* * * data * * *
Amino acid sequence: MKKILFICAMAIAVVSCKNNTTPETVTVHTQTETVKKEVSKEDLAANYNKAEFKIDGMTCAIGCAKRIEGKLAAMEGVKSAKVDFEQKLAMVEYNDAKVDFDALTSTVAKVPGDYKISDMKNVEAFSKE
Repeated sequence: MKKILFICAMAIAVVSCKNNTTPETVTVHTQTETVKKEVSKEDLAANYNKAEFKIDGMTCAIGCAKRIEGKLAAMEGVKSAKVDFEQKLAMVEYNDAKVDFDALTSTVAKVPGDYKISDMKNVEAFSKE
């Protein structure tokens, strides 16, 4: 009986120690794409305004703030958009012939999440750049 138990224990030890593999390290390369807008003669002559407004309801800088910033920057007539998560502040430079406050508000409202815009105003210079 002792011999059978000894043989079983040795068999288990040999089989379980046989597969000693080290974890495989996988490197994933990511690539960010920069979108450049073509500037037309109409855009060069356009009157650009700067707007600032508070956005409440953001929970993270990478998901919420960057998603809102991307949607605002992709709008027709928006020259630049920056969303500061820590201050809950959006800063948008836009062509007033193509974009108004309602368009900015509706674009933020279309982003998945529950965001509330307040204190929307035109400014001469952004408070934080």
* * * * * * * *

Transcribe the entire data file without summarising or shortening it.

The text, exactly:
Amino acid sequence: MKKILFICAMAIAVVSCKNNTTPETVTVHTQTETVKKEVSKEDLAANYNKAEFKIDGMTCAIGCAKRIEGKLAAMEGVKSAKVDFEQKLAMVEYNDAKVDFDALTSTVAKVPGDYKISDMKNVEAFSKE
Repeated sequence: MKKILFICAMAIAVVSCKNNTTPETVTVHTQTETVKKEVSKEDLAANYNKAEFKIDGMTCAIGCAKRIEGKLAAMEGVKSAKVDFEQKLAMVEYNDAKVDFDALTSTVAKVPGDYKISDMKNVEAFSKE
């Protein structure tokens, strides 16, 4: 009986120690794409305004703030958009012939999440750049 138990224990030890593999390290390369807008003669002559407004309801800088910033920057007539998560502040430079406050508000409202815009105003210079 002792011999059978000894043989079983040795068999288990040999089989379980046989597969000693080290974890495989996988490197994933990511690539960010920069979108450049073509500037037309109409855009060069356009009157650009700067707007600032508070956005409440953001929970993270990478998901919420960057998603809102991307949607605002992709709008027709928006020259630049920056969303500061820590201050809950959006800063948008836009062509007033193509974009108004309602368009900015509706674009933020279309982003998945529950965001509330307040204190929307035109400014001469952004408070934080």